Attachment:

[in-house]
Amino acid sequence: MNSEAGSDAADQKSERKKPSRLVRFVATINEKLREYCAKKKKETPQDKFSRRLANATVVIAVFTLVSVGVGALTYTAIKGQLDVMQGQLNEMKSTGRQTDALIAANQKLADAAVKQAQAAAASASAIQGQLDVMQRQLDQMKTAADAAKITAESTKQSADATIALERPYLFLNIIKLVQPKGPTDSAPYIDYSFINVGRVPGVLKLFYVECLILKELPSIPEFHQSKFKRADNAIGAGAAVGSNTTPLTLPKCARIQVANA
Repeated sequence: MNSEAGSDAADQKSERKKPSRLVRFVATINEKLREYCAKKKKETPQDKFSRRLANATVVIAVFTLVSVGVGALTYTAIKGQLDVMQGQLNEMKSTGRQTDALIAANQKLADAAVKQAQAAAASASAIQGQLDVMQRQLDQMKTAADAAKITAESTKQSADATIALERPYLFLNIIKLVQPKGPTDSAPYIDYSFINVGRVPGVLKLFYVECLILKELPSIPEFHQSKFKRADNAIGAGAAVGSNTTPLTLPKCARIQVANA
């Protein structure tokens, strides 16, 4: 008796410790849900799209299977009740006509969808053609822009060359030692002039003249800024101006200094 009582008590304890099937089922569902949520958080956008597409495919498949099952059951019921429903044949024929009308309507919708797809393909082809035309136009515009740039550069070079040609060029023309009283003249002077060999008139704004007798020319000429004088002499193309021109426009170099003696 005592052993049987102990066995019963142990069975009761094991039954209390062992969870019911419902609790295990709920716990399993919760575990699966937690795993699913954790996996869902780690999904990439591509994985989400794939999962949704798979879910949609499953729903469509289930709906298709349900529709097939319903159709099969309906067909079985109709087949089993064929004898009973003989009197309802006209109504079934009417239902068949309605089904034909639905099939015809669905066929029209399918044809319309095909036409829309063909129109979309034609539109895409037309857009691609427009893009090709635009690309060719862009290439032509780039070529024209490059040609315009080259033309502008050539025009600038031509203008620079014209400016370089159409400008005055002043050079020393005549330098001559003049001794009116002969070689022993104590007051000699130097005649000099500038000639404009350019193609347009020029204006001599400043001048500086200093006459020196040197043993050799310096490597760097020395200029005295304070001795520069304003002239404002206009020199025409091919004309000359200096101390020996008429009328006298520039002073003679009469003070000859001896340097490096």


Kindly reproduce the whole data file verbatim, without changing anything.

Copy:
[in-house]
Amino acid sequence: MNSEAGSDAADQKSERKKPSRLVRFVATINEKLREYCAKKKKETPQDKFSRRLANATVVIAVFTLVSVGVGALTYTAIKGQLDVMQGQLNEMKSTGRQTDALIAANQKLADAAVKQAQAAAASASAIQGQLDVMQRQLDQMKTAADAAKITAESTKQSADATIALERPYLFLNIIKLVQPKGPTDSAPYIDYSFINVGRVPGVLKLFYVECLILKELPSIPEFHQSKFKRADNAIGAGAAVGSNTTPLTLPKCARIQVANA
Repeated sequence: MNSEAGSDAADQKSERKKPSRLVRFVATINEKLREYCAKKKKETPQDKFSRRLANATVVIAVFTLVSVGVGALTYTAIKGQLDVMQGQLNEMKSTGRQTDALIAANQKLADAAVKQAQAAAASASAIQGQLDVMQRQLDQMKTAADAAKITAESTKQSADATIALERPYLFLNIIKLVQPKGPTDSAPYIDYSFINVGRVPGVLKLFYVECLILKELPSIPEFHQSKFKRADNAIGAGAAVGSNTTPLTLPKCARIQVANA
């Protein structure tokens, strides 16, 4: 008796410790849900799209299977009740006509969808053609822009060359030692002039003249800024101006200094 009582008590304890099937089922569902949520958080956008597409495919498949099952059951019921429903044949024929009308309507919708797809393909082809035309136009515009740039550069070079040609060029023309009283003249002077060999008139704004007798020319000429004088002499193309021109426009170099003696 005592052993049987102990066995019963142990069975009761094991039954209390062992969870019911419902609790295990709920716990399993919760575990699966937690795993699913954790996996869902780690999904990439591509994985989400794939999962949704798979879910949609499953729903469509289930709906298709349900529709097939319903159709099969309906067909079985109709087949089993064929004898009973003989009197309802006209109504079934009417239902068949309605089904034909639905099939015809669905066929029209399918044809319309095909036409829309063909129109979309034609539109895409037309857009691609427009893009090709635009690309060719862009290439032509780039070529024209490059040609315009080259033309502008050539025009600038031509203008620079014209400016370089159409400008005055002043050079020393005549330098001559003049001794009116002969070689022993104590007051000699130097005649000099500038000639404009350019193609347009020029204006001599400043001048500086200093006459020196040197043993050799310096490597760097020395200029005295304070001795520069304003002239404002206009020199025409091919004309000359200096101390020996008429009328006298520039002073003679009469003070000859001896340097490096």